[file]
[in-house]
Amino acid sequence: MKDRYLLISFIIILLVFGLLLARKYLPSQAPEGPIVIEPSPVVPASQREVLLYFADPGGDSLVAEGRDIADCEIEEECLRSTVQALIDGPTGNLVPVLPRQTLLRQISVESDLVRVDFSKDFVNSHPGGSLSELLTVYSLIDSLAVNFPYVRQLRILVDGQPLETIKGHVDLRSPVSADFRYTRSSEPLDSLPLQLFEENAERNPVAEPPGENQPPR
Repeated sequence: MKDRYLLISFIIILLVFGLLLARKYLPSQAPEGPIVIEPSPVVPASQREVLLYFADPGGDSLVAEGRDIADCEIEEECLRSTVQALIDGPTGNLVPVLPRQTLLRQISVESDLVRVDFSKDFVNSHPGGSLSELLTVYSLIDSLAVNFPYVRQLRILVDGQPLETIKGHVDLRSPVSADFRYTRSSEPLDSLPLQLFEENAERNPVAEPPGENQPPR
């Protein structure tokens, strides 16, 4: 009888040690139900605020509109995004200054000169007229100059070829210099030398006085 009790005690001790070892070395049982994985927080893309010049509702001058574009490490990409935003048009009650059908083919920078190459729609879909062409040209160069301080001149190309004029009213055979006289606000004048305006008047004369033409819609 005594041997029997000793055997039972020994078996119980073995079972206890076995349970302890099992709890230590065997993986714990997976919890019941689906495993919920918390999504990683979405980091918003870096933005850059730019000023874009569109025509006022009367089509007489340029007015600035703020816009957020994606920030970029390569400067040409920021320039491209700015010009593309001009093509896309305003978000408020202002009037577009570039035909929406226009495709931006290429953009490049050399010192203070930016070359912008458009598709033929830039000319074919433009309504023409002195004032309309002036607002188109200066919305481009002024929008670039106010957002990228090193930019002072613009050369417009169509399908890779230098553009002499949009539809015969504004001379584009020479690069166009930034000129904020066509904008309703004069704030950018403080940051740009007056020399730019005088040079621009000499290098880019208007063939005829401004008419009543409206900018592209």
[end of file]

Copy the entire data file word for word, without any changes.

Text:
[in-house]
Amino acid sequence: MKDRYLLISFIIILLVFGLLLARKYLPSQAPEGPIVIEPSPVVPASQREVLLYFADPGGDSLVAEGRDIADCEIEEECLRSTVQALIDGPTGNLVPVLPRQTLLRQISVESDLVRVDFSKDFVNSHPGGSLSELLTVYSLIDSLAVNFPYVRQLRILVDGQPLETIKGHVDLRSPVSADFRYTRSSEPLDSLPLQLFEENAERNPVAEPPGENQPPR
Repeated sequence: MKDRYLLISFIIILLVFGLLLARKYLPSQAPEGPIVIEPSPVVPASQREVLLYFADPGGDSLVAEGRDIADCEIEEECLRSTVQALIDGPTGNLVPVLPRQTLLRQISVESDLVRVDFSKDFVNSHPGGSLSELLTVYSLIDSLAVNFPYVRQLRILVDGQPLETIKGHVDLRSPVSADFRYTRSSEPLDSLPLQLFEENAERNPVAEPPGENQPPR
């Protein structure tokens, strides 16, 4: 009888040690139900605020509109995004200054000169007229100059070829210099030398006085 009790005690001790070892070395049982994985927080893309010049509702001058574009490490990409935003048009009650059908083919920078190459729609879909062409040209160069301080001149190309004029009213055979006289606000004048305006008047004369033409819609 005594041997029997000793055997039972020994078996119980073995079972206890076995349970302890099992709890230590065997993986714990997976919890019941689906495993919920918390999504990683979405980091918003870096933005850059730019000023874009569109025509006022009367089509007489340029007015600035703020816009957020994606920030970029390569400067040409920021320039491209700015010009593309001009093509896309305003978000408020202002009037577009570039035909929406226009495709931006290429953009490049050399010192203070930016070359912008458009598709033929830039000319074919433009309504023409002195004032309309002036607002188109200066919305481009002024929008670039106010957002990228090193930019002072613009050369417009169509399908890779230098553009002499949009539809015969504004001379584009020479690069166009930034000129904020066509904008309703004069704030950018403080940051740009007056020399730019005088040079621009000499290098880019208007063939005829401004008419009543409206900018592209």